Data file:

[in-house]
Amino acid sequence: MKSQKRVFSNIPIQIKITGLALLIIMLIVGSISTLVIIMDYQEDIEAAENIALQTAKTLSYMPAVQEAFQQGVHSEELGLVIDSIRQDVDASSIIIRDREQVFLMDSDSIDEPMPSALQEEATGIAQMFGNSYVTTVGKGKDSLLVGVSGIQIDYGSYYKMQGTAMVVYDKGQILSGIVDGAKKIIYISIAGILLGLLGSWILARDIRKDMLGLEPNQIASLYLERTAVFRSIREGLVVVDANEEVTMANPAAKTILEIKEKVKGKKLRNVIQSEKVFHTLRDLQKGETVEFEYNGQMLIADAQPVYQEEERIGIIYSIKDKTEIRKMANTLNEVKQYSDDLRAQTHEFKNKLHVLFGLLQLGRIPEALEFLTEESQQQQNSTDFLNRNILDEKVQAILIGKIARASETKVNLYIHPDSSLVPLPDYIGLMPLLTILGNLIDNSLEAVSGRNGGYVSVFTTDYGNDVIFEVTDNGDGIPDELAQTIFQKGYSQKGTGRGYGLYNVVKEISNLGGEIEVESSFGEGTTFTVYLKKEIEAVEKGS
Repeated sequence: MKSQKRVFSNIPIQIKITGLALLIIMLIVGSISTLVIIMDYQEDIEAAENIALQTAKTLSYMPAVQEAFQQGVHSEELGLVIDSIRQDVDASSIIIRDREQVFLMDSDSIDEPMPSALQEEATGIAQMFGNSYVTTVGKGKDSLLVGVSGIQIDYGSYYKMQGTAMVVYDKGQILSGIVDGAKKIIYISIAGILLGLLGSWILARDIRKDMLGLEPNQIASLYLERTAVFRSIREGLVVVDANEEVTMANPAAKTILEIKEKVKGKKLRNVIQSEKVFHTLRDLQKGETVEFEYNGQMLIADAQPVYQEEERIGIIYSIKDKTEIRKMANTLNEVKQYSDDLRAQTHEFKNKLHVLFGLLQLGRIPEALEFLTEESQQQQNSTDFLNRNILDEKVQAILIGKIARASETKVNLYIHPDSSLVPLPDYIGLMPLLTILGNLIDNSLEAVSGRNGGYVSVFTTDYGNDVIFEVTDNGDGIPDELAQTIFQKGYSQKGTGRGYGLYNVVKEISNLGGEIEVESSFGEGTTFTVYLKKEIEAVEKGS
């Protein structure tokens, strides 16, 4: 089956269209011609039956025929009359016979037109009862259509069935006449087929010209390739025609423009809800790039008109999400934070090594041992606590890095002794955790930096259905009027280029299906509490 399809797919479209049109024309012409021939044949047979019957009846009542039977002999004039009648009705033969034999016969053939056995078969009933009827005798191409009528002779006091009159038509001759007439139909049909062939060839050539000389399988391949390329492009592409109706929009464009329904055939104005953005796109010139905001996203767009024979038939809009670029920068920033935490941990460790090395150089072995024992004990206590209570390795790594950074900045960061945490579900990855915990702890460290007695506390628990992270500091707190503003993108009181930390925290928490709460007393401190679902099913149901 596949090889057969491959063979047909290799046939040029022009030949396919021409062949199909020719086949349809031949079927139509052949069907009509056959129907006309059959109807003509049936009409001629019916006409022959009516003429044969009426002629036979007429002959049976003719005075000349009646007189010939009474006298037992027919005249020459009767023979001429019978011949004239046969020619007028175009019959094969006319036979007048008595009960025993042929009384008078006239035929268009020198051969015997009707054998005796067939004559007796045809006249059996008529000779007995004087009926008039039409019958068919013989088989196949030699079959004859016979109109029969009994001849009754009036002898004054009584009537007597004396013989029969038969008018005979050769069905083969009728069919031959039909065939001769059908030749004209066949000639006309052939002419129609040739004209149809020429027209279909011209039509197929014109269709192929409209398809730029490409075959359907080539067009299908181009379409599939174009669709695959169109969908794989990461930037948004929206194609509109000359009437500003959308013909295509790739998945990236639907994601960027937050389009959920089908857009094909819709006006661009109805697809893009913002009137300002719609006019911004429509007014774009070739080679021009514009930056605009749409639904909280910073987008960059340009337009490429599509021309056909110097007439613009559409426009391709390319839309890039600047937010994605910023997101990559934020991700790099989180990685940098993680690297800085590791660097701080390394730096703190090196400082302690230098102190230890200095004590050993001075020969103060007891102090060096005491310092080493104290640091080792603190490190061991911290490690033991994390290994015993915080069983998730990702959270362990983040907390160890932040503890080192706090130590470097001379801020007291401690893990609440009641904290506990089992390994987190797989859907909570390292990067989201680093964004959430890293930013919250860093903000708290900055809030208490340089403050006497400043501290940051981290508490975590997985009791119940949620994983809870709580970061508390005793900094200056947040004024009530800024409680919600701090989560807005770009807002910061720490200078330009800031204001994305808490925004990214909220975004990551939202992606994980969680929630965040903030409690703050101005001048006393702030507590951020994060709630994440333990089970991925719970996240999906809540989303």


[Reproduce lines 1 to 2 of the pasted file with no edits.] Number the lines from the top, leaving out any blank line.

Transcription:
[in-house]
Amino acid sequence: MKSQKRVFSNIPIQIKITGLALLIIMLIVGSISTLVIIMDYQEDIEAAENIALQTAKTLSYMPAVQEAFQQGVHSEELGLVIDSIRQDVDASSIIIRDREQVFLMDSDSIDEPMPSALQEEATGIAQMFGNSYVTTVGKGKDSLLVGVSGIQIDYGSYYKMQGTAMVVYDKGQILSGIVDGAKKIIYISIAGILLGLLGSWILARDIRKDMLGLEPNQIASLYLERTAVFRSIREGLVVVDANEEVTMANPAAKTILEIKEKVKGKKLRNVIQSEKVFHTLRDLQKGETVEFEYNGQMLIADAQPVYQEEERIGIIYSIKDKTEIRKMANTLNEVKQYSDDLRAQTHEFKNKLHVLFGLLQLGRIPEALEFLTEESQQQQNSTDFLNRNILDEKVQAILIGKIARASETKVNLYIHPDSSLVPLPDYIGLMPLLTILGNLIDNSLEAVSGRNGGYVSVFTTDYGNDVIFEVTDNGDGIPDELAQTIFQKGYSQKGTGRGYGLYNVVKEISNLGGEIEVESSFGEGTTFTVYLKKEIEAVEKGS